“[The amount Flybe paid] was a very, very small amount at the end, which is not a consideration when you take into account what we received over that period of time,” Tagg said. “You could see that there were problems and quietly we would work to be prepared, but there was never a point where we wouldn’t stick by them.”
He continued: “And you know what? That’s the nature of the club. The nature of our club is not to penny pinch, or to suck the next one dry, and the next one. That’s not what we set out to do in 2003 and it’s stood us in good stead. A lot of good people stood beside us then, and still do now.”
A little help from your friends
Exeter’s unwavering commitment to Flybe could have landed them in serious financial trouble after the company’s demise. While earning nothing from matchday revenue and having no front-of-shirt sponsor, the club would have had to consider making redundancies across the board.
With the football season suspended indefinitely, finding a new front-of-shirt sponsor would have proved impossible for most other clubs. But the way in which Exeter worked with the airline didn’t go unnoticed. The club’s loyalty and contribution to the partnership proved incredibly attractive for other companies, especially those local to the club.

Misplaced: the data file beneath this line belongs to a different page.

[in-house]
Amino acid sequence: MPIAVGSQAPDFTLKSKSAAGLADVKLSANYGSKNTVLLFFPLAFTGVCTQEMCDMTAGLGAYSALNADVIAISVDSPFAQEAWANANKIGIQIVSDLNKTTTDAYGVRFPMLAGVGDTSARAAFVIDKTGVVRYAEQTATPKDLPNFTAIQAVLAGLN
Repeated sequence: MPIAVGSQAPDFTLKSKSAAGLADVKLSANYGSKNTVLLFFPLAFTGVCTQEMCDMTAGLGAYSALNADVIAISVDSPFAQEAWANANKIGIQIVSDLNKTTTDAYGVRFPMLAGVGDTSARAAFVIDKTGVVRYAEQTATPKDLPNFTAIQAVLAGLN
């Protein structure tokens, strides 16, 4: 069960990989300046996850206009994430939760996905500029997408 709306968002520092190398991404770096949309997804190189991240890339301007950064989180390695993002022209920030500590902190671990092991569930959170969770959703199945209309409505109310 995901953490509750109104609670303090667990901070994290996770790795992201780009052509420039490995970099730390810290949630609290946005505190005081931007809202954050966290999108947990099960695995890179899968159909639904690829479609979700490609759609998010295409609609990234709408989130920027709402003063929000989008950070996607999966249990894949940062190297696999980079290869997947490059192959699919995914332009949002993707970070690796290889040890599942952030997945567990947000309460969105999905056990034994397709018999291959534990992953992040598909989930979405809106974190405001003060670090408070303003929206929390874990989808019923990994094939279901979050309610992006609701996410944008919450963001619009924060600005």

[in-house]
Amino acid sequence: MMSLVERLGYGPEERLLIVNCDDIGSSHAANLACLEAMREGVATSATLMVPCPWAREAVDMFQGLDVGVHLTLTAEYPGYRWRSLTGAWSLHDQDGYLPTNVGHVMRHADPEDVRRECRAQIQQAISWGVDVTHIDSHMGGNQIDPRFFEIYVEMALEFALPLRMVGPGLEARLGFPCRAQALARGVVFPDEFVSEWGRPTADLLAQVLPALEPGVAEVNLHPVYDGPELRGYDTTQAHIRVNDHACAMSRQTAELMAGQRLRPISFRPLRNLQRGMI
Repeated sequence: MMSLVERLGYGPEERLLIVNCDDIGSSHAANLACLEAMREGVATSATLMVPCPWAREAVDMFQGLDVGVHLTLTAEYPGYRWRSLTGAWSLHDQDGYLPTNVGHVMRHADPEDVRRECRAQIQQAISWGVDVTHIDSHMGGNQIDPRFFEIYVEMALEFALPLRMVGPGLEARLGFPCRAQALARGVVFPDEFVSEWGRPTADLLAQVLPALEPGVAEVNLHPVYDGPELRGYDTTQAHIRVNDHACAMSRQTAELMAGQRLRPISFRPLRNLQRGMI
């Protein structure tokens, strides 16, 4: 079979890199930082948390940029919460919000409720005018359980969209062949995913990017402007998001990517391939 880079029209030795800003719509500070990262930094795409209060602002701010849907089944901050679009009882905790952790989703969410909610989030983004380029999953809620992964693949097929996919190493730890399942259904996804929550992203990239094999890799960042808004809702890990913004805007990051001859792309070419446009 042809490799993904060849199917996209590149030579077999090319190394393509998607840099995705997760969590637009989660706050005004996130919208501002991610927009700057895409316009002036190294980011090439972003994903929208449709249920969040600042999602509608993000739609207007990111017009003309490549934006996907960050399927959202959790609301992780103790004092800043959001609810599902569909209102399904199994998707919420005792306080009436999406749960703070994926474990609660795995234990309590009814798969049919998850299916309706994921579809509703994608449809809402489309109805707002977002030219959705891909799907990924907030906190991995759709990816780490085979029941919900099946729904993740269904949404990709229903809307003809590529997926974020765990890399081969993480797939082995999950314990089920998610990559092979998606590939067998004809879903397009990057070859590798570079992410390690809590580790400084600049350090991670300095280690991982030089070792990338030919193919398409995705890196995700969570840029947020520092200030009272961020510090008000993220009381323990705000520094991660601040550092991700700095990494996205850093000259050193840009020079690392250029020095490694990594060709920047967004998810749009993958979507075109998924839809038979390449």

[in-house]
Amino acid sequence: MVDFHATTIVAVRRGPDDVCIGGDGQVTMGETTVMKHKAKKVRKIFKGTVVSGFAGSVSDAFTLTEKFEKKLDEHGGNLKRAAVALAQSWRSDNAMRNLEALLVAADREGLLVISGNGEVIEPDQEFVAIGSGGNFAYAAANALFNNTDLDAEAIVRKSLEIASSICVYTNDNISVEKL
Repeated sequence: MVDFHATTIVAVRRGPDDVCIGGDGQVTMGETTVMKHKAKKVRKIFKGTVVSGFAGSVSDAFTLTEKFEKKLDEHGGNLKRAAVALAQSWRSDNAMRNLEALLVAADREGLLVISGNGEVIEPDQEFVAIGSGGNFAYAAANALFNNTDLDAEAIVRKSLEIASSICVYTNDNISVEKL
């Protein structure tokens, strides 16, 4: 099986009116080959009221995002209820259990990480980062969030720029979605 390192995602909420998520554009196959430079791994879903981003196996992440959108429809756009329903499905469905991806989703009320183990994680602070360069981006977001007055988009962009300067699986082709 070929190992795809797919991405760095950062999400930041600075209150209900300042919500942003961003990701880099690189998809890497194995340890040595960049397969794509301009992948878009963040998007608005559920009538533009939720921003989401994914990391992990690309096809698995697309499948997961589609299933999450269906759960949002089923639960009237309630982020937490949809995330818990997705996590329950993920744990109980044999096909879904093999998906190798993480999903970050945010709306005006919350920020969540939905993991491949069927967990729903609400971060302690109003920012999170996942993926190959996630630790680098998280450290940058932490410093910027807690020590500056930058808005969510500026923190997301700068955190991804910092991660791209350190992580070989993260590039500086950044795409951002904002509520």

“The end of Flybe was a very, very sad day for us,” Tagg said. “But fortune favours the brave… and the trust model is a brave one, there’s no doubt about that.”
Two weeks after Flybe went bankrupt, Exeter announced it had struck a three-year deal with UK retailer Carpet Right, which will expire at the end of the 2022-23 season. The company’s chief executive, Wilf Walsh, is an Exeter City season ticket holder and has seen first-hand the club’s loyalty to its partners.
“I can’t tell you how lucky we feel at this point,” Tagg said. “Of course, the harder I work the luckier I get! He is a supporter and a season ticket holder. But whether he was or he wasn’t, we’ll be doing everything we can to maximise the opportunities.”
“The way I used to work with Flybe: if you can give me something, great. It’s not a favour or something that has to be given back later. It worked both ways: if they wanted something that I could give, they could have it with goodwill. We will do exactly the same with Carpet Right, as we do with all our sponsors.”